Causes of Cryptogenic Stroke - Oren Zarif - Cryptogenic Stroke
A significant portion of ischemic stroke is considered cryptogenic, accounting for thirty to forty percent of all cases. Whether a cryptogenic stroke is an isolated event or the result of multiple factors remains a question. While the precise cause of cryptogenic stroke is not known, it is often the result of atherosclerosis of the aorta. This article discusses possible causes of cryptogenic stroke. The first step in diagnosing a cryptogenic stroke is to identify risk factors and identify any underlying conditions that might contribute to the development of the disease.
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The Scripps Cryptogenic Stroke Program is located at the La Jolla campus of Scripps Memorial Hospital, which also includes the Prebys Cardiovascular Institute and the Scripps Clinic John R. Anderson V Medical Pavilion. The Scripps Cardiovascular Institute is San Diego's premier heart care facility and is the largest cardiovascular center on the West Coast. A Scripps doctor can help you understand what to expect during treatment.
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If you suspect you may be having a cryptogenic stroke, you should call 911 immediately. Calling your physician may help confirm the cause of your stroke. Depending on the type of stroke, treatment will vary from person to person. You may need to undergo a heart monitoring test to confirm the diagnosis. If you suspect you're suffering from cryptogenic stroke, call 911 immediately and follow your doctor's orders. The symptoms and signs of a cryptogenic stroke can be similar to those of a typical ischemic stroke.
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In patients with aortic artery disease, antiplatelet agents or anticoagulants may be recommended over other treatment options. For cryptogenic stroke associated with aortic atheroma, antiplatelet agents are recommended over warfarin or oral anticoagulation. The decision to use antiplatelet therapy is a clinical one based on the patient's symptoms and the severity of the disease. In some patients, antiplatelet agents can help restore normal blood flow to the heart.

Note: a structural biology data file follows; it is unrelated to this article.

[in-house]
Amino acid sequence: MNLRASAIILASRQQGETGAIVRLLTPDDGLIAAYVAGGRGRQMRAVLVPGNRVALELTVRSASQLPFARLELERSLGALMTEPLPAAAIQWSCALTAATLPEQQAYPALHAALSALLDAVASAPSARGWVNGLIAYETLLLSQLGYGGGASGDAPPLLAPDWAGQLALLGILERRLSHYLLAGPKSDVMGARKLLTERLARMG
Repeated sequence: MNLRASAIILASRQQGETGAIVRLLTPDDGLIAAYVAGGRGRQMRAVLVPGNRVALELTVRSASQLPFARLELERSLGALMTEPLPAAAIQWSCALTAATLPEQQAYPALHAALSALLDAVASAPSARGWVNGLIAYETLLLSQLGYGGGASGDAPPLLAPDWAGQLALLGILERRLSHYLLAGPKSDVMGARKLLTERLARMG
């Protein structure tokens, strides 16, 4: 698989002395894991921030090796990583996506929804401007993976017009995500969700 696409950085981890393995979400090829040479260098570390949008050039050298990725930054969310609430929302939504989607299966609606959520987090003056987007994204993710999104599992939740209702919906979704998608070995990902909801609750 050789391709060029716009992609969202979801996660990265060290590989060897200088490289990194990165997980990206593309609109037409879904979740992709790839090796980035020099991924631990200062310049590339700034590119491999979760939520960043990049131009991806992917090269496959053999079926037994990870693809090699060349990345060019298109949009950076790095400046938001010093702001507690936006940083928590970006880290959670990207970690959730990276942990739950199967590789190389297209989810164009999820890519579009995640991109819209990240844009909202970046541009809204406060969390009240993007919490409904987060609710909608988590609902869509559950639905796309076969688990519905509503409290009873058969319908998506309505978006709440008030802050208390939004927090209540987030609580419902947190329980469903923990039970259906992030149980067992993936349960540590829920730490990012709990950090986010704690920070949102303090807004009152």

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About 20% of all strokes have no definite cause, despite initial tests. Approximately 150,000-240,000 of these strokes occur in the United States each year. Cryptogenic stroke is more common in younger patients than traditional vascular risk factors. It is important to determine the cause of cryptogenic stroke to ensure effective treatment and secondary prevention. Whether the stroke is cryptogenic or ischemic, knowing where the stroke is coming from is crucial to the treatment and outcome.
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A PFO is common in patients with cryptogenic stroke, and while this does not prove a cause and effect relationship, it does provide a valuable diagnostic tool. In the general population, only about 50% of cryptogenic stroke patients have a PFO, so this type of heart disease is relatively common. However, PFO is significantly more likely to cause cryptogenic stroke in younger patients - those with a large PFO or associated atrial septal aneurysm.
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In addition to being a major cause of stroke, a cryptogenic stroke may also result from an embolic mechanism. The majority of cryptogenic strokes are caused by a hemorrhagic embolism. Previously, the definition of a cryptogenic stroke was vague, and the corresponding diagnostic test was absent. But recent studies have changed that and revealed that these strokes are significantly more common than previously thought. However, there is still much to learn about these strokes.
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While cryptogenic TIAs/stroke are rare, the older population has a significantly greater risk of an ischemic stroke. A previous study showed that cryptogenic TIA/stroke in patients older than 60 is more common among people with large PFOs. This suggests that recruitment into future randomized clinical trials of a PFO closure could be easier in this group. That said, there is no guarantee that PFO closure will actually prevent cryptogenic stroke.
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Moreover, the presence of a patent foramen ovale (PFO) may increase the risk of cryptogenic TIA/stroke in older patients. This is an important factor because PFO is responsible for the majority of stroke cases in older patients. In the UK alone, about 6000 patients with a large PFO have a cryptogenic TIA/stroke each year. This fact means that the procedure is not effective in secondary prevention of stroke in this population.